Progress in understanding the nature of the biological membrane has been very rapid over a broad front, but still pockets of ignorance remain. Application of the techniques of molecular biology has provided the sequences of a very large number of membrane proteins, and has led to the discovery of superfamilies of membrane proteins of related structure. In turn, the identification of these superfamilies has led to new ways of thinking about membrane processes. Many of these processes can now be discussed in molecular terms, and unexpected relationships between apparently unrelated phenomena are bringing a new unity to the study of biological membranes.
The quantity of information available about membrane proteins is now too large for any one person to be familiar with anything but a very small part of the primary literature. A series of volumes concentrating on molecular aspects of biological membranes therefore seems timely. The hope is that, when complete, these volumes will provide a convenient introduction to the study of a wide range of membrane functions.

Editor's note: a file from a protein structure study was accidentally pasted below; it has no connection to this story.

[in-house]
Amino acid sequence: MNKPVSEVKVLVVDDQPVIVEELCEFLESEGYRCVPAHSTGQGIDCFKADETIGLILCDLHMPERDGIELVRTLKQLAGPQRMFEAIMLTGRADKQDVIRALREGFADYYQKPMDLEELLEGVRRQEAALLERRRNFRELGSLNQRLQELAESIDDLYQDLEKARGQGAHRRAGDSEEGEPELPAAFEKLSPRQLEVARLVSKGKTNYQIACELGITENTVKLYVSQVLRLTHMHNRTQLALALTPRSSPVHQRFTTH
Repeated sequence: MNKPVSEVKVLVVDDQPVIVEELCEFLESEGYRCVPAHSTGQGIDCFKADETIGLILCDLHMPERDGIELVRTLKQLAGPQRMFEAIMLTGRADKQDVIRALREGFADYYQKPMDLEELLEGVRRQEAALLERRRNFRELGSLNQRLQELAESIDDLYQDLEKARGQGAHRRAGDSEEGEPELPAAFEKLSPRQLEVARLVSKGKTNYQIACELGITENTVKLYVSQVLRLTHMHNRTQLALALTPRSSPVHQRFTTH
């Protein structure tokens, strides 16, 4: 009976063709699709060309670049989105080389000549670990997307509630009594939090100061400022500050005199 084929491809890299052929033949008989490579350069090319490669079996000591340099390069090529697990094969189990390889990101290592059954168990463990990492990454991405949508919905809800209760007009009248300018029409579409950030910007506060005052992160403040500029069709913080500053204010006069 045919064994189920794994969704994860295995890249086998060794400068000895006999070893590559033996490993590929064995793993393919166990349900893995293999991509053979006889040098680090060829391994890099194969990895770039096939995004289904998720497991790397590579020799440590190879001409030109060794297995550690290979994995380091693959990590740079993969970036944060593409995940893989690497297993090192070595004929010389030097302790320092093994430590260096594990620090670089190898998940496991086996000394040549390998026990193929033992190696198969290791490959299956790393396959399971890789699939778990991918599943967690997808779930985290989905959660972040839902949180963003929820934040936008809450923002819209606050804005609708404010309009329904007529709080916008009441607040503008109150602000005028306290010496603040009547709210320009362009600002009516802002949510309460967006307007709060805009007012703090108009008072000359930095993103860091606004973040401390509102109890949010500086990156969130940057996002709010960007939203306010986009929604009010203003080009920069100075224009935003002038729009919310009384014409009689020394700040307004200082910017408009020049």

This first volume is devoted to general surveys of the structure and synthesis of membrane proteins and lipids, of the interactions between lipids and proteins, and of the functions of biological membranes.